He diagnosed gastroenteritis, prescribed flat coca cola, anti nausea tablets and a diarrhoea treatment, not just for the little one, but the adults as well. Just in case. It was all efficiency, scarcely any paper work, and he was quickly done, taking time to chat briefly about our holiday. I told him our doctor had prescribed a visit to the medical system that was the envy of the world. "Indeed it is," he said, "but it's terribly expensive." Our bill was 22 Euro. What he meant was that it's terribly expensive for the French state, and that's true.
As you might imagine, the French have made much of the Michael Moore film, but not entirely in terms that endorse his assessment. Yes, the system is better than the American one, but you will hear misgivings expressed in similar terms to those of the doctor - it's terribly expensive. France is reportedly spending something north of half its GDP on debt servicing. You look for savings wherever you can.The French/ American comparison is most telling when you line up the efficacy of the two systems. This, of course, is a measurement which can be enormously problematic. The numbers do seem to favour the French in the few reports I've seen. The recurring theme seems to be that the US spends more, but gets less for its money. You may have seen different ones. Do feel free to compare them.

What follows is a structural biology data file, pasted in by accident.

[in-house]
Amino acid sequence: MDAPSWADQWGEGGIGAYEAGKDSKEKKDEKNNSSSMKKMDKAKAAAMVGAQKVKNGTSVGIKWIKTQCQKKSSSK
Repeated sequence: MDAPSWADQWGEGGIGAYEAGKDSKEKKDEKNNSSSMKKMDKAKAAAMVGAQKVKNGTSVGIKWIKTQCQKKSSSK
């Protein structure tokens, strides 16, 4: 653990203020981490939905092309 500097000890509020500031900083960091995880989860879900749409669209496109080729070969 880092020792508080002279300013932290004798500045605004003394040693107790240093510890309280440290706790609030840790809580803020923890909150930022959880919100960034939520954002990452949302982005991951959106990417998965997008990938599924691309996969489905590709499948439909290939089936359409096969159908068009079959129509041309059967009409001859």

Don't forget to factor in the consumption of duck fat.